After clicking through this slideshow and happening upon Chef David Burke's answer to his ultimate guilty pleasure, "A Kit Kat bar. I was never allowed to eat sweets as a child, so I find Kit Kats to be the ultimate guilty pleasure," I wondered: Are parents, who restrict certain foods in their households, unknowingly setting their children up for weight issues/future struggles?
Speaking from personal experience, I'm going to have to say "yes." I grew up in a household where sugary cereals, soda pop, packaged snacks, chips, etc. were not allowed. So, whenever I went over to a friend's house whose parents did allow these products in their pantries, I would get so excited and anxious...that I would binge. As a young child! Fast forward 10-years: In going away to college, I was left entirely up to my own devices and demises for, among many other things, my diet. And just like so many other freshman students, I gained about 15-20 pounds. But not over the course of one year. Mine occurred over the course of that first semester. Why? Because I could literally eat whatever the hell I wanted. For the first time in my life! I didn't have Mommy or Daddy eyeing my every meal like a hawk. They weren't planning and shopping for my breakfasts, lunches, snacks, and dinners. I was! And you can bet your ass that my grocery cart consisted of chips, candy, ice cream, cheese, and Little Debbie cakes. Man, I thought I was so suave and rebellious...until I went home for that first Thanksgiving and saw the horrified looks on everyone's faces. I had blown up like a beach ball.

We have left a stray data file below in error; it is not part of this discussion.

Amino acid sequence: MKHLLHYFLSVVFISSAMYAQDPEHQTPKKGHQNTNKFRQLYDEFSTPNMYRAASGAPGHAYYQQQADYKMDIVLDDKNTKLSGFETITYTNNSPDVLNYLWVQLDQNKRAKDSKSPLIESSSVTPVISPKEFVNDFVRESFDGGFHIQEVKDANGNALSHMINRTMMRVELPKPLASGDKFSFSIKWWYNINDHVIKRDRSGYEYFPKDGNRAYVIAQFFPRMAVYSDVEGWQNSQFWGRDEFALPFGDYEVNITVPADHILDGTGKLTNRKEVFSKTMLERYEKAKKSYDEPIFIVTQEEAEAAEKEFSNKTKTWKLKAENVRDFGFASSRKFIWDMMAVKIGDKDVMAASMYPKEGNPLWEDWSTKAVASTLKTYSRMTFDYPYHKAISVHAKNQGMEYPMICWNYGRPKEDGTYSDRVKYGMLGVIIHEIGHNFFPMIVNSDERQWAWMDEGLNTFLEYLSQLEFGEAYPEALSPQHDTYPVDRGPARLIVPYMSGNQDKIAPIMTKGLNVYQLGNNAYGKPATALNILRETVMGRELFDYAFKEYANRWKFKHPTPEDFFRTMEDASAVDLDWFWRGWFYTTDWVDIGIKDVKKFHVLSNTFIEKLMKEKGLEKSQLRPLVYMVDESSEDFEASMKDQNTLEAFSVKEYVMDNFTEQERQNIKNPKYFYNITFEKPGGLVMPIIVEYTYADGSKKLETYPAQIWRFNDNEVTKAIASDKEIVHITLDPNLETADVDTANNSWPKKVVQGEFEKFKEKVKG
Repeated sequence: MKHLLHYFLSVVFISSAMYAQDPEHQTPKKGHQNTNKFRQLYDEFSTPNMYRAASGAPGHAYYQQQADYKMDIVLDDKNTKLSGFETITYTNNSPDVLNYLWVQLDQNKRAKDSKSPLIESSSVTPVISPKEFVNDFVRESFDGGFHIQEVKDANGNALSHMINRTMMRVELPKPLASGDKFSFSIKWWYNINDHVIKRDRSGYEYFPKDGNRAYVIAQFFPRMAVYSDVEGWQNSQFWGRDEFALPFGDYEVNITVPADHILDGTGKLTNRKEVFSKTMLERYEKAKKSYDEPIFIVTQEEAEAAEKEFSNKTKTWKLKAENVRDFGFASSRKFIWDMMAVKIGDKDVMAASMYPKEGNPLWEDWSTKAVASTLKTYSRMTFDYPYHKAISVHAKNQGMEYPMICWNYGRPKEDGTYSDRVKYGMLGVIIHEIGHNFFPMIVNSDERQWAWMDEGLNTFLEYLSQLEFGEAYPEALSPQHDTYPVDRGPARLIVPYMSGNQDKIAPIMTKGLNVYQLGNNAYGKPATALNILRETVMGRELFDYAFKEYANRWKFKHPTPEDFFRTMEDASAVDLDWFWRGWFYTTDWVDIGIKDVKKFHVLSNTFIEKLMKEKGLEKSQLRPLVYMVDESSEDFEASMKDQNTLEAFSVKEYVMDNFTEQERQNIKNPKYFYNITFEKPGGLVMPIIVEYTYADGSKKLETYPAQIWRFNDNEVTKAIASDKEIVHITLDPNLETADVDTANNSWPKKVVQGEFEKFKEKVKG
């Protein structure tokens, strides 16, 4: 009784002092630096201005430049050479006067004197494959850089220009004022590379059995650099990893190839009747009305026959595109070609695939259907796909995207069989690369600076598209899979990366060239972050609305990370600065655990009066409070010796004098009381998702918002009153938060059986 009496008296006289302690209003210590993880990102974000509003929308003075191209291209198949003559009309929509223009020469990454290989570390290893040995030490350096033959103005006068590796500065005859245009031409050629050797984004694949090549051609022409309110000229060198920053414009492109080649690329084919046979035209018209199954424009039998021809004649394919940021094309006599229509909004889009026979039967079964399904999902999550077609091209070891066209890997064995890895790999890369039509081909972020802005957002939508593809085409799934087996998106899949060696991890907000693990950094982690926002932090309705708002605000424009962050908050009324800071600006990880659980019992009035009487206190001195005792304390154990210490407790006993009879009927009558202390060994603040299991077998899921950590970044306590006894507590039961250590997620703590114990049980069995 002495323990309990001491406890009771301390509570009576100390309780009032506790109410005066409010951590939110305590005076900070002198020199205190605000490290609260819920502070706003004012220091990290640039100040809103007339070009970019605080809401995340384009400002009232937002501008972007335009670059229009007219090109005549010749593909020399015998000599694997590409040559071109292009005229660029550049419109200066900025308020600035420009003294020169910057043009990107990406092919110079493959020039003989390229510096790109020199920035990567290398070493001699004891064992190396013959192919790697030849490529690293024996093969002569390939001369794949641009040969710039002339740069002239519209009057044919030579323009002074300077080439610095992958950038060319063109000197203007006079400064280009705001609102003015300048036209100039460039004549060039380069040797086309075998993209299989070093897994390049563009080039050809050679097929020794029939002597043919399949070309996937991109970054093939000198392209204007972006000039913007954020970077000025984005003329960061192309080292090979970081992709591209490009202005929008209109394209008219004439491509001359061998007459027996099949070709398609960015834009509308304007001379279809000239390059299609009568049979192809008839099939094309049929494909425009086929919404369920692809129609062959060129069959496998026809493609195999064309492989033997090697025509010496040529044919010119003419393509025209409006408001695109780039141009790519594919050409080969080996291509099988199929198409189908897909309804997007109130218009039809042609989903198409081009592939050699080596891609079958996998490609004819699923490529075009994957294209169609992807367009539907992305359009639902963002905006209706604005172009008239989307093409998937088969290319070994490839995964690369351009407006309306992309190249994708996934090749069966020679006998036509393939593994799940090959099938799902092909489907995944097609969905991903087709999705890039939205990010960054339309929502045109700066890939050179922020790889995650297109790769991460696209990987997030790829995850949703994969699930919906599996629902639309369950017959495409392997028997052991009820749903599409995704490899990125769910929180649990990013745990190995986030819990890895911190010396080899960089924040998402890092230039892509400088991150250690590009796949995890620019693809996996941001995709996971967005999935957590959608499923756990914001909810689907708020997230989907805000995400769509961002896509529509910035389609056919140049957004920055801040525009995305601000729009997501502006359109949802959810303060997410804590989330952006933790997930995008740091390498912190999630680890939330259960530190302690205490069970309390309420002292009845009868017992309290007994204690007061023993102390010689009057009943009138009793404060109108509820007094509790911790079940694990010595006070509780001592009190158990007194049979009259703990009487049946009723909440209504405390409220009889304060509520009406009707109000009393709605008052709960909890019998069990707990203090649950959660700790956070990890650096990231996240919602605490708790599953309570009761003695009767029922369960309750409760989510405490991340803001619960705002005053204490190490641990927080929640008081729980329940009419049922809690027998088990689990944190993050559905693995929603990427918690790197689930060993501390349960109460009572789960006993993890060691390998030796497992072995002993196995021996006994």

So now, I turn the question over to you: Do you think that parents, who restrict certain foods in their households, unknowingly set their children up for weight issues/future struggles?
Until we eat again,
The Lunch Belle